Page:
When to begin homeschooling a Preschooler

Discuss the pros and cons of various curriculums, or get help on which to choose!

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mandyandira
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When to begin homeschooling a Preschooler

Postby mandyandira » Sat May 31, 2014 5:57 pm

I have a 3 year old daughter. I am so overwhelmed by the amount of curriculum out there and the different ways to approach home schooling. I am also not sure what to do with her during her preschool years since most programs don’t begin until Kindergarten (not to mention the few programs I have found for preschool are things she already has learned....). I would like to have a Christian based program that is in alignment with the Colorado state requirements. I would like it to be structured yet non-traditional, if that even exists (not wanting a lot of testing). If you have any advise for me it would be greatly appreciated!! :D

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Re: When to begin homeschooling a Preschooler

Postby elliemaejune » Sat May 31, 2014 9:39 pm

mandyandira wrote:I have a 3 year old daughter. I am so overwhelmed by the amount of curriculum out there and the different ways to approach home schooling. I am also not sure what to do with her during her preschool years since most programs don’t begin until Kindergarten (not to mention the few programs I have found for preschool are things she already has learned....). I would like to have a Christian based program that is in alignment with the Colorado state requirements. I would like it to be structured yet non-traditional, if that even exists (not wanting a lot of testing). If you have any advise for me it would be greatly appreciated!! :D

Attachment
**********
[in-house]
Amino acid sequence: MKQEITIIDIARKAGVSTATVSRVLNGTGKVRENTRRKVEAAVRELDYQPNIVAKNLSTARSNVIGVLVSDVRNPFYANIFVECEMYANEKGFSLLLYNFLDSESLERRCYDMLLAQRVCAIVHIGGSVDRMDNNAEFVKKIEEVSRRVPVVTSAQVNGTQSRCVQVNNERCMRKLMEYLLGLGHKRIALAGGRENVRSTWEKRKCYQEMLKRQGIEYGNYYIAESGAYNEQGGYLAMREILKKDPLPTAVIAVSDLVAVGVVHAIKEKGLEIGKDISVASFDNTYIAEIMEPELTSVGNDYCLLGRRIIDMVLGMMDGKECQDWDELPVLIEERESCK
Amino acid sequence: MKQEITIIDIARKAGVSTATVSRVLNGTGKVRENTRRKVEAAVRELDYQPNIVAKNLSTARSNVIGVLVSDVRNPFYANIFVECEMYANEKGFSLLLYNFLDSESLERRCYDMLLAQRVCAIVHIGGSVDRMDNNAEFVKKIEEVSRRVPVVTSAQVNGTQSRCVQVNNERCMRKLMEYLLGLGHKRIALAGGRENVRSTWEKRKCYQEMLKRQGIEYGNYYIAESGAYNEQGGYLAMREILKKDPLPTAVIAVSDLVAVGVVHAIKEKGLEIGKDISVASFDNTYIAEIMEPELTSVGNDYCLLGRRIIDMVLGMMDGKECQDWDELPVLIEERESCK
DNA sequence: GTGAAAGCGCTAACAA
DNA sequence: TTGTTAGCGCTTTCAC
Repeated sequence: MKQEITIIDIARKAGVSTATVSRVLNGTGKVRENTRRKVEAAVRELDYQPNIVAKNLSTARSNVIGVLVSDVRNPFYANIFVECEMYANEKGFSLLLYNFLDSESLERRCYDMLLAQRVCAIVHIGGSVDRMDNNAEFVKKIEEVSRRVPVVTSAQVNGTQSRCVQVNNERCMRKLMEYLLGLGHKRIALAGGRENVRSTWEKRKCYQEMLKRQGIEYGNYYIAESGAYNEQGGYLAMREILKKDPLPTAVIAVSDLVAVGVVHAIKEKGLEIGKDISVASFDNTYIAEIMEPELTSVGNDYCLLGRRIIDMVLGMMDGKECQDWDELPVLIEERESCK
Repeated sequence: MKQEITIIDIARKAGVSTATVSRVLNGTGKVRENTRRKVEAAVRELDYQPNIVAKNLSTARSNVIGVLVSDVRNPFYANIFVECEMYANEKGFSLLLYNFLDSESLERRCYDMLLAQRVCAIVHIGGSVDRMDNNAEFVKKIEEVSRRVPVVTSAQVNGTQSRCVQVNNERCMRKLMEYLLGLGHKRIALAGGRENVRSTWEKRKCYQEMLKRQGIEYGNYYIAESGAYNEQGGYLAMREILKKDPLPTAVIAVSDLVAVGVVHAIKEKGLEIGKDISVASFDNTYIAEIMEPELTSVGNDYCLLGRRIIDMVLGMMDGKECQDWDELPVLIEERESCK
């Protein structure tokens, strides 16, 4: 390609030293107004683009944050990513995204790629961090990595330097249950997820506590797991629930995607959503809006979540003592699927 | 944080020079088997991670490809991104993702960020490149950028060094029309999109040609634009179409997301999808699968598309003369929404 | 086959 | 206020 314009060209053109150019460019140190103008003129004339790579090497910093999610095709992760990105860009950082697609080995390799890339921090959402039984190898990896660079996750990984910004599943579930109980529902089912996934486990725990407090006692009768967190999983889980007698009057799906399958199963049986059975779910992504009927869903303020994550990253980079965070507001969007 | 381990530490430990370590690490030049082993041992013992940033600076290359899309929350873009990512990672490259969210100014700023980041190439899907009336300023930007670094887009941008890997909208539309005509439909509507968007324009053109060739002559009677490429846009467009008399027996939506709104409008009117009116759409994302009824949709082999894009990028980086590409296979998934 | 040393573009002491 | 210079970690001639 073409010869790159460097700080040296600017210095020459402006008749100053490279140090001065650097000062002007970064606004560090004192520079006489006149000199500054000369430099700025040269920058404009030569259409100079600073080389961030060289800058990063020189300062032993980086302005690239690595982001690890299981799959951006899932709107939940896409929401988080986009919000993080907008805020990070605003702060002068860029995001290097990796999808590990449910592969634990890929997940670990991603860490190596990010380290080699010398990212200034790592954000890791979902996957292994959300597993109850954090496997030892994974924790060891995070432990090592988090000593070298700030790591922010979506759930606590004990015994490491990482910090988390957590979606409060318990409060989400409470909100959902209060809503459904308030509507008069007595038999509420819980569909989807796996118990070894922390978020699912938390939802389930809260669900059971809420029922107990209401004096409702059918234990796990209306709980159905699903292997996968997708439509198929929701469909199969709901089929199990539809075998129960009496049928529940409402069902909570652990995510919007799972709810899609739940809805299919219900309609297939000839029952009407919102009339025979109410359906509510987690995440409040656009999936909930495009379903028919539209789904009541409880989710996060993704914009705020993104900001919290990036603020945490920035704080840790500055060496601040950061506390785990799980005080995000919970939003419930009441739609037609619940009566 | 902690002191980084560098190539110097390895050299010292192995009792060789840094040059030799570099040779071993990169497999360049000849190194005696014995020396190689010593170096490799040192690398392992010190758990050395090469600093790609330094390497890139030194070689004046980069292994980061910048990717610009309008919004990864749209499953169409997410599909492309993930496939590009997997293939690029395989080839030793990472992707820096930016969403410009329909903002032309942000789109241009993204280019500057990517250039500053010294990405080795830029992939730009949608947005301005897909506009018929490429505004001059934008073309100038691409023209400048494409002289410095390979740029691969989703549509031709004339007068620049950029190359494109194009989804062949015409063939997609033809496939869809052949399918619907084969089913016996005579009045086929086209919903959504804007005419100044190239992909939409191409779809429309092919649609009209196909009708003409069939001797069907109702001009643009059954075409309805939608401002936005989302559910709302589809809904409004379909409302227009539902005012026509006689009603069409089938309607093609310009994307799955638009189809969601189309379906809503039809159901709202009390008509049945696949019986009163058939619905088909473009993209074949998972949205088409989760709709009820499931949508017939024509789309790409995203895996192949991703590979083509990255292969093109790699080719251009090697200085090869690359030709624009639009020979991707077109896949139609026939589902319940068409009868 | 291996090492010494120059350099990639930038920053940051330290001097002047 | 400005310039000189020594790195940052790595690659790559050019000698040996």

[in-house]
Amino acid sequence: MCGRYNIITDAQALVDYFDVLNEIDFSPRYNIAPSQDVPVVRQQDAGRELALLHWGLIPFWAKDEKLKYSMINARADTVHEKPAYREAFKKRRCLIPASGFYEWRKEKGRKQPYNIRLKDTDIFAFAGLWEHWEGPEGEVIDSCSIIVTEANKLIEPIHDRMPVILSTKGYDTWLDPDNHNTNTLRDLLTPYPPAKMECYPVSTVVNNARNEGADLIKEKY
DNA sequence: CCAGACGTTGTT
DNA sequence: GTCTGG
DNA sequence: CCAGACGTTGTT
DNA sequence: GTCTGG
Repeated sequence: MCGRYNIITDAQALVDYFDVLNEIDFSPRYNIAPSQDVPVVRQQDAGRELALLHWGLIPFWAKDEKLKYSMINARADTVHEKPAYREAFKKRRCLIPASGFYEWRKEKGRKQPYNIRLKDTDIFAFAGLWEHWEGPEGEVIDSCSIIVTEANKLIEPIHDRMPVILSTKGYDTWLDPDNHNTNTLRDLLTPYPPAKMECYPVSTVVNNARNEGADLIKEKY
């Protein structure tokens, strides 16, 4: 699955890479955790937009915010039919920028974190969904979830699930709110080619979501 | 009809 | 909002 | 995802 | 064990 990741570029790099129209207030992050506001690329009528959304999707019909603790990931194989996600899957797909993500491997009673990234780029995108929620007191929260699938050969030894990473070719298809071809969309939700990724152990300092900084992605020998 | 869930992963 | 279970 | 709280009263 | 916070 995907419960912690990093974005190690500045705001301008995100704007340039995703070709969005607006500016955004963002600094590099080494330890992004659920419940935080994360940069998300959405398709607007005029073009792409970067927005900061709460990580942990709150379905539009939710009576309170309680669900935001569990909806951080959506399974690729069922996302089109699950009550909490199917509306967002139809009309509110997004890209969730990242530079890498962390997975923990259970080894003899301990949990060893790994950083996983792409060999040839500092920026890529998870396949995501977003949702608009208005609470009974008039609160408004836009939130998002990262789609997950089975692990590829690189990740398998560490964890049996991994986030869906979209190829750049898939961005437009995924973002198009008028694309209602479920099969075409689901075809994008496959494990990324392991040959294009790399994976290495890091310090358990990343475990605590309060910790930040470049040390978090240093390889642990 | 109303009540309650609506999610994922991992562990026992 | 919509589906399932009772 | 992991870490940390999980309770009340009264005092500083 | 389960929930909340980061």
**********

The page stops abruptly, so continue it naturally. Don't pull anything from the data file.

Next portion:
You don't have to buy a "program" to teach your little one. Parents have been teaching their children for millennia without buying anything; you will naturally teach your dd colors and shapes and numbers and counting and matching--all the kinds of things that you'd find in a glossy colored box of books.

Is there even such a thing as requirements for preschool?
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Re: When to begin homeschooling a Preschooler

Postby LadyJorexzill » Fri Jun 13, 2014 6:22 pm

Preschool doesn't require a curriculum. Play games with her. Get her toys with colors and shapes. Get her crayons and clay (play doh?) and have her color and make things. Read her stories. Point out letters and tell her the sounds. That kind of thing. I'd avoid trying to have her memorize words, go with the phonic sounds. I'm sure there are Christian based stories you can read to her. If you want structure, put activities in a schedule (story time, crafting/art, outdoor, or whatever). I wouldn't push academics this young, though. There's a book you might want to get ahold of called Better Late than Early. Very interesting read.

mandyandira wrote:I have a 3 year old daughter. I am so overwhelmed by the amount of curriculum out there and the different ways to approach home schooling. I am also not sure what to do with her during her preschool years since most programs don’t begin until Kindergarten (not to mention the few programs I have found for preschool are things she already has learned....). I would like to have a Christian based program that is in alignment with the Colorado state requirements. I would like it to be structured yet non-traditional, if that even exists (not wanting a lot of testing). If you have any advise for me it would be greatly appreciated!! :D

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Postby mandyandira » Sat Jun 14, 2014 5:51 pm